The Netherlands is home to a total of 9 UNESCO World Heritage sites including one on Curaçao in the Dutch Antilles. These heritage sites tell the story of the Netherlands and highlight what makes this country so unique on the world map. The Netherlands has an undeniably rich history and it is our pleasure to highlight a few of these events for you. Read more about all the Dutch sites on the UNESCO World Heritage list!
Curious as to which sites in the Netherlands are on the UNESCO World Heritage list? Discover them here and learn more about how the Netherlands came to be!
Van Nelle Factory – 2014
The Van Nelle Factory is the most recent addition to UNESCO's Heritage List. This tea, coffee and tobacco factory was designed in the 1920s and is recognised for its modernistic character. The building is a true representation of 20th century architecture.
The Canal Ring of Amsterdam – 2010
Amsterdam's canal network is perhaps one of the most popular tourist attractions in the capital. For this reason alone it deserves a place on the heritage list! Amsterdam started working on the canal ring towards the end of the 16th century as part of a new ‘port’ to expand the area of the popular city. Iconic manor houses still decorate the canal routes and altogether form an association now hardwired to the city's image.
The Wadden Sea – 2009
What makes the Wadden Sea a noteworthy addition to the list is that it's the largest system of sand and mudflats in the world that dry up during low tide. Hence, the ultimate 'to do' is walking the flats when the water’s out!
Rietveld Schröderhuis in Utrecht – 2000
The Truus Schröder-Schräder family home was built in 1924 and designed by famous architect Gerrit Thomas Rietveld. Today it remains an icon within the Modern Movement in Dutch architecture.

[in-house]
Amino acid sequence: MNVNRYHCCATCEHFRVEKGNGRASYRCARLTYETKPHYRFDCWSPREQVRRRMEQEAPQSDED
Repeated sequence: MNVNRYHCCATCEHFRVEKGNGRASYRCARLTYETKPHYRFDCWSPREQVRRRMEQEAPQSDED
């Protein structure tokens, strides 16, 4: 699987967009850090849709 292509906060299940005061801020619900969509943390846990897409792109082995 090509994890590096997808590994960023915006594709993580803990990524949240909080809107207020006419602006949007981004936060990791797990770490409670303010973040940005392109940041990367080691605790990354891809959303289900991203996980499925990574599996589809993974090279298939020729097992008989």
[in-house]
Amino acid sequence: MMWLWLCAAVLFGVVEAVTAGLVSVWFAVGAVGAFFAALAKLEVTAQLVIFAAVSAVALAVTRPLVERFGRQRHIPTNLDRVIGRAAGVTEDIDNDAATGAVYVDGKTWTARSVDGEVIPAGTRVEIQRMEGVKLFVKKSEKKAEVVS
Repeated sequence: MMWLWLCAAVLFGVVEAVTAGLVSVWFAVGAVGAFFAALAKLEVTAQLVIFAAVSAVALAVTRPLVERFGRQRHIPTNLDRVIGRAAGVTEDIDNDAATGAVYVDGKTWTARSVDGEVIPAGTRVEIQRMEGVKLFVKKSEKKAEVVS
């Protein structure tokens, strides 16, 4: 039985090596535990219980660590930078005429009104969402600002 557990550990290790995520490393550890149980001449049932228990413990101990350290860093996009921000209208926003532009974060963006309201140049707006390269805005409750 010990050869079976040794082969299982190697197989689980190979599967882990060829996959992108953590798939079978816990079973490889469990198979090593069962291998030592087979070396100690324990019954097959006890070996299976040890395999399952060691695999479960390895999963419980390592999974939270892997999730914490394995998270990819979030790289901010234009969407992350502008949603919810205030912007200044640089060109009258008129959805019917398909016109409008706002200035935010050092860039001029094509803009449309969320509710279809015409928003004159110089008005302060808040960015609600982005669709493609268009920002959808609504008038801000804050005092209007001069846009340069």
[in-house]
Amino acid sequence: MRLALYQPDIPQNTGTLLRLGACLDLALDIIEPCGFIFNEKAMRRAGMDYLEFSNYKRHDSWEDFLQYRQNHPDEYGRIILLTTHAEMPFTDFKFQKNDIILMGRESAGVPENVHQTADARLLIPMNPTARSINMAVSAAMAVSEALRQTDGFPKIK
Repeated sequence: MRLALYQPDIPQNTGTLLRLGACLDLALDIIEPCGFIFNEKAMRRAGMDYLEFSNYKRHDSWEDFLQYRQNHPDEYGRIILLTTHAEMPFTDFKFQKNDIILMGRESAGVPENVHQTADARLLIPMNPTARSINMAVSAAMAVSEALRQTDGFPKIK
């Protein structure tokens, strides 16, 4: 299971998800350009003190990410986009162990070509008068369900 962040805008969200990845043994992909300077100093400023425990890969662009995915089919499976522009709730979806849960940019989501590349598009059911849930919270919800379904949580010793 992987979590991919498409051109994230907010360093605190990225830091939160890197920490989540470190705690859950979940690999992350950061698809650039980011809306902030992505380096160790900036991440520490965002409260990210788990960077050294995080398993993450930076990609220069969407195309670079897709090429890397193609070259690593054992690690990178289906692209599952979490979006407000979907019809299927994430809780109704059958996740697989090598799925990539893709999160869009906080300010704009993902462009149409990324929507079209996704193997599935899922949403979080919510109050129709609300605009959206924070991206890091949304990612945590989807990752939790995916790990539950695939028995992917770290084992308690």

Beemster Polder near Purmerend – 1999
With an exceptionally structured landscape, the Beemster Polder is a prime example of classical Renaissance planning. Reclamation was absolutely necessary as waters threatened to flood the cities in the area. A dyke with a total length of 43 kilometres and equipped with 43 windmills formed the ultimate solution to ensure the polder remained completely dry.
Ir. D.F. Woudagemaal near Lemmer – 1998
The Woudagemaal is the largest steam pumping station in the world, and as the name suggests, uses steam to pump water away. In its heyday it was a revolutionary means to help solve the country's water problems.
Windmills at Kinderdijk-Elshout – 1997
The 19 windmills of Kinderdijk-Elshout are a powerful representation of Dutch innovation and technological development in the field of water management. The impressive complex is where all elements are brought together: dykes, reservoirs, pumping stations, administrative buildings and the 19 surviving windmills.
The Defence Line of Amsterdam – 1996
The 45-strong network of armed forts were utilised in the 16th century to ward off any invaders. The centre of the Netherlands turned into a fortified area by temporarily submerging polders via a system of canals and sluices.
Schokland and Surroundings – 1995
The Schokland symbolises the age-old struggle between the Netherlands and the ever-encroaching waters. 1859 marked the year when residents had to be evacuated permanently from the area. There are however still many monuments that have remained almost completely intact.